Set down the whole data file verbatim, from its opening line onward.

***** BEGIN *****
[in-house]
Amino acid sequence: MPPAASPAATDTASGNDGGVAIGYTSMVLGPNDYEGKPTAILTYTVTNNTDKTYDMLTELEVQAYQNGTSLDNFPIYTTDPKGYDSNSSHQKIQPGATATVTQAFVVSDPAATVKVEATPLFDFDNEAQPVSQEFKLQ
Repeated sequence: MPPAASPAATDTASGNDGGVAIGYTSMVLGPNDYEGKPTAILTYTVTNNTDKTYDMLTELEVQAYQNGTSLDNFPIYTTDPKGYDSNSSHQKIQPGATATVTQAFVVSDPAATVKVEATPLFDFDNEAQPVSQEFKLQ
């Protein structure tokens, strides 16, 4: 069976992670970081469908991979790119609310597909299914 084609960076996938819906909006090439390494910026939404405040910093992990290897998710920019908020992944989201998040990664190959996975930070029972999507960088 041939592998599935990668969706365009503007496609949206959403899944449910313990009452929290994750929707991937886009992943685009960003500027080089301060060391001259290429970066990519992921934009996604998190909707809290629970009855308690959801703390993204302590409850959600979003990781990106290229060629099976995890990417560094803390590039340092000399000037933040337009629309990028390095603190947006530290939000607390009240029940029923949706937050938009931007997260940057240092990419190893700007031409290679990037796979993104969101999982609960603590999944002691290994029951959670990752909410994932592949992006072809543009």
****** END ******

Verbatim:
[in-house]
Amino acid sequence: MPPAASPAATDTASGNDGGVAIGYTSMVLGPNDYEGKPTAILTYTVTNNTDKTYDMLTELEVQAYQNGTSLDNFPIYTTDPKGYDSNSSHQKIQPGATATVTQAFVVSDPAATVKVEATPLFDFDNEAQPVSQEFKLQ
Repeated sequence: MPPAASPAATDTASGNDGGVAIGYTSMVLGPNDYEGKPTAILTYTVTNNTDKTYDMLTELEVQAYQNGTSLDNFPIYTTDPKGYDSNSSHQKIQPGATATVTQAFVVSDPAATVKVEATPLFDFDNEAQPVSQEFKLQ
């Protein structure tokens, strides 16, 4: 069976992670970081469908991979790119609310597909299914 084609960076996938819906909006090439390494910026939404405040910093992990290897998710920019908020992944989201998040990664190959996975930070029972999507960088 041939592998599935990668969706365009503007496609949206959403899944449910313990009452929290994750929707991937886009992943685009960003500027080089301060060391001259290429970066990519992921934009996604998190909707809290629970009855308690959801703390993204302590409850959600979003990781990106290229060629099976995890990417560094803390590039340092000399000037933040337009629309990028390095603190947006530290939000607390009240029940029923949706937050938009931007997260940057240092990419190893700007031409290679990037796979993104969101999982609960603590999944002691290994029951959670990752909410994932592949992006072809543009």